NLRB: employer policy may not prohibit negativity and gossip

by Walter Olson on June 4, 2014

In an April decision, the National Labor Relations Board found largely unlawful a hospital’s employee handbook policy as follows:

…11. We will not make negative comments about our fellow team members and we will take every opportunity to speak well of each other.

16. We will represent [the hospital] in the community in a positive and professional manner in every opportunity.

21. We will not engage in or listen to negativity or gossip. We will recognize that listening without acting to stop it is the same as participating.

The reason? Under NLRB doctrine, in both non-union and union workplaces, negative discussion of managers and other co-workers could count as “protected activities” linked to the potential for concerted labor action.

[Jon Hyman, Ohio Employer's Law Blog, on the April case of Hills & Dales General Hospital (PDF)]

{ 3 comments }

1 Boblipton 06.04.14 at 8:03 am

So sexist and racist language is simultaneously prohibited and protected?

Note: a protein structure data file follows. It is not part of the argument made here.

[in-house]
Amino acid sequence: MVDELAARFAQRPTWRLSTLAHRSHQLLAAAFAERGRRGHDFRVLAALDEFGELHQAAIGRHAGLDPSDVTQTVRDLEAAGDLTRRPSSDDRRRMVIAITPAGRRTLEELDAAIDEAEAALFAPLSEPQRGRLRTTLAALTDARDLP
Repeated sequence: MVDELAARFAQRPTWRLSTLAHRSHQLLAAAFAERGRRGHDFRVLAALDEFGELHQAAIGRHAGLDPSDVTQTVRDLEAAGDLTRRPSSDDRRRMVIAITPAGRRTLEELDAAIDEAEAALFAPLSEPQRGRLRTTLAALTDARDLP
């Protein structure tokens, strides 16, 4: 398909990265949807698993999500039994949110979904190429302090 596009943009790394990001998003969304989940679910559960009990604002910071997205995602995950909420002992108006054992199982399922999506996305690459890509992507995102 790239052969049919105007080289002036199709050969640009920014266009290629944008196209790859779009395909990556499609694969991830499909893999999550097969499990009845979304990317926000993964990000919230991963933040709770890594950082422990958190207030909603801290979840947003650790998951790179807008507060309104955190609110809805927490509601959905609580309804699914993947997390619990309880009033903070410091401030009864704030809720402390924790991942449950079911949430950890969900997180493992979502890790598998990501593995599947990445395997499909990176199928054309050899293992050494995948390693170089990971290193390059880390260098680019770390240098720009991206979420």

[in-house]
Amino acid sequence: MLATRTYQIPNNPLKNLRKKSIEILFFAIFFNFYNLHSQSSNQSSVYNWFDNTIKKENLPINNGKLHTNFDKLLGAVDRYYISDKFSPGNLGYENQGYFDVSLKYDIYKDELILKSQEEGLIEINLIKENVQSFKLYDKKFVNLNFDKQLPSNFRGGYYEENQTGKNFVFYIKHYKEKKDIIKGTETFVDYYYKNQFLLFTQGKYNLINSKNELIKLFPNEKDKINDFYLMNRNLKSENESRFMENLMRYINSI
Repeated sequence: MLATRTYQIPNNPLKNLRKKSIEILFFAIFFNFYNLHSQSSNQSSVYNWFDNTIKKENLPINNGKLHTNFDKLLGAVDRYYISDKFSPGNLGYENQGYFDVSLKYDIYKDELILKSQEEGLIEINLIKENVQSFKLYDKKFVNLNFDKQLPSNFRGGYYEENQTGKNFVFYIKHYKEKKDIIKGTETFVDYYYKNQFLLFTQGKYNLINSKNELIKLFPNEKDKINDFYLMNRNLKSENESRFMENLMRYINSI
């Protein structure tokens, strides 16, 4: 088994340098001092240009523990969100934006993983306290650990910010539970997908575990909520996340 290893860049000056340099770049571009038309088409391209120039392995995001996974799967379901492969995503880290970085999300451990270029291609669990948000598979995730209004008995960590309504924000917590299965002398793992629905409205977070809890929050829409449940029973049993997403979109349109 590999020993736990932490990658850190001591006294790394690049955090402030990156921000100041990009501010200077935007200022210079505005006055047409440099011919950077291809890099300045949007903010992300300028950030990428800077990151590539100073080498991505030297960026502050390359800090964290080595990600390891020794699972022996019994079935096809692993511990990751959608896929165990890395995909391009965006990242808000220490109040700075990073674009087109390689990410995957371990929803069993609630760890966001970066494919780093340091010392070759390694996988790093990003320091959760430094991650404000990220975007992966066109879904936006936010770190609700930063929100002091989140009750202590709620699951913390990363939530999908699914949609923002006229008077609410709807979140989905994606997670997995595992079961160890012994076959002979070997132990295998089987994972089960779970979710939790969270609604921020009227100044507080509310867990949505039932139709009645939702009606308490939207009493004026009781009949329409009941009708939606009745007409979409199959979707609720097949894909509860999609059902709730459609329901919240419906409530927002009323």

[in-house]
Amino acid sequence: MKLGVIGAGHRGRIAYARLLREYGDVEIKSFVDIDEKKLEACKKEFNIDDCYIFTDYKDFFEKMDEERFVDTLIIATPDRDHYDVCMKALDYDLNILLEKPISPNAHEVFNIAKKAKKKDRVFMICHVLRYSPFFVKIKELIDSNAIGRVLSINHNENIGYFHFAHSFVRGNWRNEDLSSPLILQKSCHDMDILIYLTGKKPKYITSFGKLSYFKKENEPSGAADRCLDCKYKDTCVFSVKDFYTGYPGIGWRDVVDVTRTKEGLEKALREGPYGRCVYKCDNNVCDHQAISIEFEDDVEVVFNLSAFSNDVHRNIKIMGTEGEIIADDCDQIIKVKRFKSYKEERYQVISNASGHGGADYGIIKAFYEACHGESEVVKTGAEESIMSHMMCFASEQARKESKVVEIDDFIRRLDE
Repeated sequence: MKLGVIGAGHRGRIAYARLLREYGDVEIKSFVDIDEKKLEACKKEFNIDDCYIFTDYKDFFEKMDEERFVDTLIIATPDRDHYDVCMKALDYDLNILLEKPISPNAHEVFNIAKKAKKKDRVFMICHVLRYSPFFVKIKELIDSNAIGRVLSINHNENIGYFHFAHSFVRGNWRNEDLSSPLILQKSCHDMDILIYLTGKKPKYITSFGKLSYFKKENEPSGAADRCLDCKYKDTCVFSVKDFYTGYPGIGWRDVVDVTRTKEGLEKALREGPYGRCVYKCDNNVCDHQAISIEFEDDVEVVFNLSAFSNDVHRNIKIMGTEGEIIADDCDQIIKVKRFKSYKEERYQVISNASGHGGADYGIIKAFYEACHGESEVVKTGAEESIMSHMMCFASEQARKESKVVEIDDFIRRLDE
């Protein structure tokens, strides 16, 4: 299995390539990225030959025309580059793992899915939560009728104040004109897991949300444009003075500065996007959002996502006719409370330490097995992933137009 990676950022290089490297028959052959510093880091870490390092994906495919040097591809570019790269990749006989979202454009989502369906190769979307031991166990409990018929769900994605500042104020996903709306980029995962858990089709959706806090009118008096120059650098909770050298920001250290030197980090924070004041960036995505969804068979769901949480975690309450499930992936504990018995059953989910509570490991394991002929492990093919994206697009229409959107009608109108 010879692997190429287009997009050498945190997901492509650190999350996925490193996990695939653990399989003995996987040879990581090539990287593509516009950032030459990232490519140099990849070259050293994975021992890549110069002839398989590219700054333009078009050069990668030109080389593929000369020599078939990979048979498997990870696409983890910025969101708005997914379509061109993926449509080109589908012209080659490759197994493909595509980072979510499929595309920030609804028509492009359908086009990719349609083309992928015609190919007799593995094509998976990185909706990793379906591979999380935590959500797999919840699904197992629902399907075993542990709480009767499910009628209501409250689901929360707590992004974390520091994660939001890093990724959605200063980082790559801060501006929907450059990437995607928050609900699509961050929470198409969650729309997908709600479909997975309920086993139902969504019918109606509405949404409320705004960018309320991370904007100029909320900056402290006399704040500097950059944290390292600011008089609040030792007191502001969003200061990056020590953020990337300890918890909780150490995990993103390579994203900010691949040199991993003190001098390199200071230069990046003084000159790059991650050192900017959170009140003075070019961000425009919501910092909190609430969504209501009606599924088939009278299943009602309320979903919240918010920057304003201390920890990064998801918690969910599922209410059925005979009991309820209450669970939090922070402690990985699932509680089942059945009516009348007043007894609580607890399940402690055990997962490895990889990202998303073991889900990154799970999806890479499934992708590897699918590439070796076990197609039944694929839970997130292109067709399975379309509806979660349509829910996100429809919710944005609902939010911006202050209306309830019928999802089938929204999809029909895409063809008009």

We’ve broken right through “Everything that is not compulsory is forbidden” and come out on the other side.

Bob

2 Jason Wong 06.04.14 at 3:05 pm

No negative comments about our fellow team members in a hospital?

So, if someone makes a dumb mistake and injures a patient, you can’t comment about that? No reprimands?

3 Bill Poser 06.04.14 at 3:22 pm

I see a different problem with the hospital’s policy, namely that it is damaging to the safety of patients. Under the policy, an employee could be disciplined for commenting on such things as a surgeon’s high rate of complications or a nurses’s failure to wash her hands. Such comments may constitute gossip and lead to negativity, but they are essential if errors and substandard practices are to be minimized.

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